[In the interest of transparency, I’ll disclose that I’m currently running a campaign on KickStarter; I also sort-of-know two people who work for KickStarter, so, you know, #corruption or #ethics or whatever.]
[ETA: The officer who murdered Michael Brown was Daren Wilson, not Darren Watts. I am a tremendous moron, and that mistake has been corrected. I deeply apologize for the confusion.]
One of the biggest and, to my mind, best changes to alter the indie tabletop publishing landscape in the last few years is the advent of crowdfunding. Prior to things like KickStarter, publishing even small book projects required a substantial investment, one that might not pay off for the first few months of a new project. That privileged people with the ability to tie up hundreds or even thousands of dollars in dead-tree books for months at a time until they saw a profit.
True story, the first edition of Thou Art But A Warrior that I published cost me about $400 for the initial print run, and I did everything myself. EVERYTHING. Writing, art, layout (that was a mistake – I’m terrible at layout), the only things I had to pay for were printing and shipping. I had a pretty successful debut at GenCon in 2008, for indie values of success that is, but even so it took two and a half months to earn back my investment and start making “profits”, as it were.
Luckily, I could afford to do that. When I published the first edition of TABAW, I was a DINK living in an apartment with no significant ongoing expenses. I had the financial ability to write off that $400 knowing that it would come out in the wash. Eventually. Probably.
Now obviously, that sort of publishing landscape is going to privilege a certain class of creator, and serve as a bar to entry to other classes of creators.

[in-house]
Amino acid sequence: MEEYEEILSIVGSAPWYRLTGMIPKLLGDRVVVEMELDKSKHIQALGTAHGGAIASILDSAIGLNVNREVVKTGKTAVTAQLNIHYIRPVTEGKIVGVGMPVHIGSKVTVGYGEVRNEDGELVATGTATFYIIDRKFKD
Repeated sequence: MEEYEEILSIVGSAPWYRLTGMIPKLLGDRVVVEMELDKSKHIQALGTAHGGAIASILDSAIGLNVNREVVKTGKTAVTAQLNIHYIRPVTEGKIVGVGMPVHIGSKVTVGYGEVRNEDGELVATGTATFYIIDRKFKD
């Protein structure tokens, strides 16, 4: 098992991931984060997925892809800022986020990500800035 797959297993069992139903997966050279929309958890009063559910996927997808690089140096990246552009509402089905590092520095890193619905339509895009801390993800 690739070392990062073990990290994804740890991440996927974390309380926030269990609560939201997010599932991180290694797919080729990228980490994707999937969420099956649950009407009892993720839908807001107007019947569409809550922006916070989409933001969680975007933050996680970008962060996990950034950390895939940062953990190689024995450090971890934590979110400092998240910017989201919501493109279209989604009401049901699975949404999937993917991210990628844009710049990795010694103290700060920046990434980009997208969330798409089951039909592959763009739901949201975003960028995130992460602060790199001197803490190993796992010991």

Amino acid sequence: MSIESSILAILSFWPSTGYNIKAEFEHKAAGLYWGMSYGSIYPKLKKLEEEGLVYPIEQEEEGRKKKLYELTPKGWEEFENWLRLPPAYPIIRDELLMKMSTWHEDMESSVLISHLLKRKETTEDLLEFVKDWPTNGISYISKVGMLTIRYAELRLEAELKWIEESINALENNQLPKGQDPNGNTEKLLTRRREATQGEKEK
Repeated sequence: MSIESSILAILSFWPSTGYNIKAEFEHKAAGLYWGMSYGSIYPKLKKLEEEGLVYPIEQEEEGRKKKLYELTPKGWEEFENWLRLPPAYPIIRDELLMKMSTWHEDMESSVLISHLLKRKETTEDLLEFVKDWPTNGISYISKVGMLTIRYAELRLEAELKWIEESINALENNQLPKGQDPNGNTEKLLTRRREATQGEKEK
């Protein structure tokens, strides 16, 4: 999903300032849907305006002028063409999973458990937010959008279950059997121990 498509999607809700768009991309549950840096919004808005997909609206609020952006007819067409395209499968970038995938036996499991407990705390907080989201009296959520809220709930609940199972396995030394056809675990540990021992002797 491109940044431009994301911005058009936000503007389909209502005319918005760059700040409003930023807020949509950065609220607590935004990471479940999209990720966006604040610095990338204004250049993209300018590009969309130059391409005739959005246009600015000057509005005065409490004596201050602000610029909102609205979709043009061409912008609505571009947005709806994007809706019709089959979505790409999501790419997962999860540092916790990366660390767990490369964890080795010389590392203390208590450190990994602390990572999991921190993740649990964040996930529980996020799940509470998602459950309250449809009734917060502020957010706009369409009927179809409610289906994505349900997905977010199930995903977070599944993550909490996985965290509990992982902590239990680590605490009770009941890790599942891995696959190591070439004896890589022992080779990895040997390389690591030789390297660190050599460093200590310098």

So KickStarter was revolutionary, in that it allowed designers to make games without the painful initial investment. It also took away the financial worries behind publishing a new project. Was this going to be a flop? What if no one bought it? What would you do with 200 copies of a game no one wanted? With KickStarter-style crowdfunding, you can know if your project isn’t commercially viable before sinking massive funds into it, which again is a huge, huge deal for people who want to make games but can’t afford to waste money on a failure.
(Sidebar: Patreon has been even more revolutionary in lowering the barrier to publishing paid content, because the ability to get funding on an ongoing basis for creating a stream of content is really just the best and so much less stressful than project-based platforms like KickStarter. And I think it’s not a coincidence that I’m seeing more women and PoC and queer designers putting out work since Patreon became a thing, but that is maybe a post for another time.)
The success of KickStarter has spawned a legion of crowdfunding platforms, however some of KickStarter’s biggest competitors have not adhered to KickStarter’s high ethical standards. So since ethics in gaming seems to be “a thing” right now, I thought I’d provide a publisher’s-eye view of the ethical concerns behind my decision to switch to KickStarter for my most recent crowdfunding campaign.
The ethical quandaries inherent in running a crowdfunding platform
The thing about KickStarter and other crowdfunding platforms is that they make money on each campaign that funds successfully. So as a business, it’s in their best interest to see lots of campaigns funding successfully so as to make lots of money. However, the fact that KickStarter and similar funding platforms are what is enabling the projects being funded to exist adds an interesting ethical wrinkle. KickStarter is not itself a publisher or creator, but it profits from the works that are created through their campaigns.
Ergo, there’s a balance that has to be struck when considering projects – where does a crowdfunding platform draw the line of content they won’t publish, or do they even draw one at all? Being willing to deny or shut down campaigns for projects that are harmful in some fashion also means turning down potential income.